- Look at two chicken nuggets under the microscope.
- Write up a quickie paper about what the pathologist saw and publish it in a bottom-feeding journal
- Do a press release and a video
ProfitGet all sorts of media attention that isn’t deserved.
It worked, too. The press ate it up, at least for one news cycle, with stories showing up:
- The Three Grossest Sentences You’ll Read About Chicken Nuggets Today (The Atlantic)
- Just what is in that chicken nugget? (Reuters)
- Chicken Nuggets Contain Skin, Tissue, Blood Vessels and More: Study Finds (Nature World News)
- Chicken nuggets at fast food restaurants contain as little as 40% meat
- What’s Actually In A Chicken Nugget? (Huffington Post)
These are all basically regurgitations of the University of Mississippi’s press release. In this, they are actually even worst than Mike Adams’ treatment in that at least Mike Adams writes mostly his own prose and puts his own spin on it, as deceptive as that spin might be. On the other hand, Adams does, as usual, get a bit carried away:
What I appreciate about all this, by the way, is that Dr. deShazo’s team has reproduced and confirmed my original scientific findings. This is encouraging, as it means the Natural News Forensic Food Lab is now inspiring other scientists to test our findings and independently reproduce them. This is yet more confirmation of the value of the original scientific research we are conducting here at Natural News while publishing exclusive, original stories that break new ground in investigative journalism.
Possibly, but I doubt it. Adams’ “study” was published on August 16. It usually takes a heck of a lot longer than two months to get a paper published, even one that is as thin gruel as this one is. Peer review alone usually takes at least a month. Even if the paper is accepted on the first round, it’s usually at least another month or two before the manuscript is turned into a full-fledged publication, even with early publications. No, it’s highly doubtful that deShazo was inspired to fix and stain a Chicken McNugget or two and have a pathologist buddy of his look at it under the microscope. Also, even though deShazo’s paper reads as though it took a couple of hours to throw together, including looking at the chicken nuggets under the microscope. Of course, even that’s far better than the crappy attempt at “food investigation” that Mike Adams has done, because there were real doctors involved and a real pathologist looking at the sections.
Unfortunately, Adams promises us lots more where that came from. Perhaps the most gut-bustingly hilarious part of Adams’ take on this study is to follow. Now, please, before reading this next excerpt, put down any drinks you might have. Swallow any drink or food you might be in the midst of drinking or eating.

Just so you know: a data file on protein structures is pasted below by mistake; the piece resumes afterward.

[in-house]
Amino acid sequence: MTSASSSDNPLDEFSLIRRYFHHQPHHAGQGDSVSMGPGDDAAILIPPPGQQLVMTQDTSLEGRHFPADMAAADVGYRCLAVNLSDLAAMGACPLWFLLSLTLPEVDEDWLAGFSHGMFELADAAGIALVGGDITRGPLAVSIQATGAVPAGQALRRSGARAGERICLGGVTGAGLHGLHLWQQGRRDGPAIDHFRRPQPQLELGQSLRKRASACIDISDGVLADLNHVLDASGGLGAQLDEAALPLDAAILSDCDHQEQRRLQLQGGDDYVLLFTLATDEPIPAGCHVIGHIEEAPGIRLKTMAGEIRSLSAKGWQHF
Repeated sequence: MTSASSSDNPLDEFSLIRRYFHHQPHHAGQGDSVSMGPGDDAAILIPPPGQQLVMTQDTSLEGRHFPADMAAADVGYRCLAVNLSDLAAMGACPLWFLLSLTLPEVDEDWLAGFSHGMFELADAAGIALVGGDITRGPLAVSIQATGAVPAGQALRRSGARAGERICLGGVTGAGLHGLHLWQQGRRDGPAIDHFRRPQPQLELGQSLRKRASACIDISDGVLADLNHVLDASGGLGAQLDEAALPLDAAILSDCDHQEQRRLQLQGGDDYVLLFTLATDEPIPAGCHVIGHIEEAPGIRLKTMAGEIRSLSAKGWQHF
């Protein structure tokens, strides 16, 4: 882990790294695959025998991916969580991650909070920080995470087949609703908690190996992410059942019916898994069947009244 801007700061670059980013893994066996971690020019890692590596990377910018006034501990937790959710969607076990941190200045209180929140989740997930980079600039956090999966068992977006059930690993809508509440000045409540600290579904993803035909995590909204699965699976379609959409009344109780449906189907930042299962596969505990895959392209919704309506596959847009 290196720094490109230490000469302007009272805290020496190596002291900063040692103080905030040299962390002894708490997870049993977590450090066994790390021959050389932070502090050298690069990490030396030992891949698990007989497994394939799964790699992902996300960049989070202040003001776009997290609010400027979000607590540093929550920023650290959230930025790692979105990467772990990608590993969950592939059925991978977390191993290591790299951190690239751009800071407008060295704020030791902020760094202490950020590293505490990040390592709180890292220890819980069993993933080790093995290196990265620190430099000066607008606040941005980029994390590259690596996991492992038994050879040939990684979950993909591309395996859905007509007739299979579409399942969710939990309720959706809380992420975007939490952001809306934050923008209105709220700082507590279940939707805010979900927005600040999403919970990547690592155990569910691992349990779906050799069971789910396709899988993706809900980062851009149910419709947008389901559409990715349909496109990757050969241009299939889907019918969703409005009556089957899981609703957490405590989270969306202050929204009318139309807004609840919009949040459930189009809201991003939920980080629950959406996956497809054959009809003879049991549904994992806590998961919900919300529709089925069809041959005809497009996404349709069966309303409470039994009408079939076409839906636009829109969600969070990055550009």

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We also welcome scientific journals who wish to publish our upcoming original research to contact us more details. We are on the verge of publishing some of the most exciting, original and groundbreaking research the food industry has ever witnessed, and we are open to invitations from scientific journals who wish to benefit from the enormous exposure and publicity that will come from publishing our upcoming research, all of which adheres to strict scientific methods, integrity and reproducibility.
Clearly, Adams doesn’t know how publishing in scientific journals works. Scientific journals, at least reputable ones, don’t beg people like Mike Adams to publish their work. Scientists submit papers to journals and the manuscripts undergo peer review. If the manuscript is good enough and scientifically rigorous enough, the journal will publish it. Of course, the thought of Adams bragging about his research adhering to strict scientific methods and being highly reproducible causes a great nausea in the pit of my stomach, but it shouldn’t be anything that a little of the product of our pharma overlords shouldn’t be able to take care of.
In the meantime, as I’ve pointed out before, although I do occasionally partake of McDonalds and other fast food maybe about once a month or so, I’m not a big fan of Chicken McNuggets or other chicken nuggets. I just don’t like them all that much. So it’s not as though I have a dog in this hunt. Personally, I accept that chicken nuggets are made of some of the less—shall we say?—high quality parts of the chicken. I accept that they’re loaded with fat and all fried up in oil. They’re not particularly healthy as a food choice, and most people realize that. None of this means that it’s not worthwhile to occasionally remind people of these facts. However, papers like the University of Mississippi paper are basically “Well, duh!” studies that aren’t particularly well done and don’t really tell us anything we don’t already know.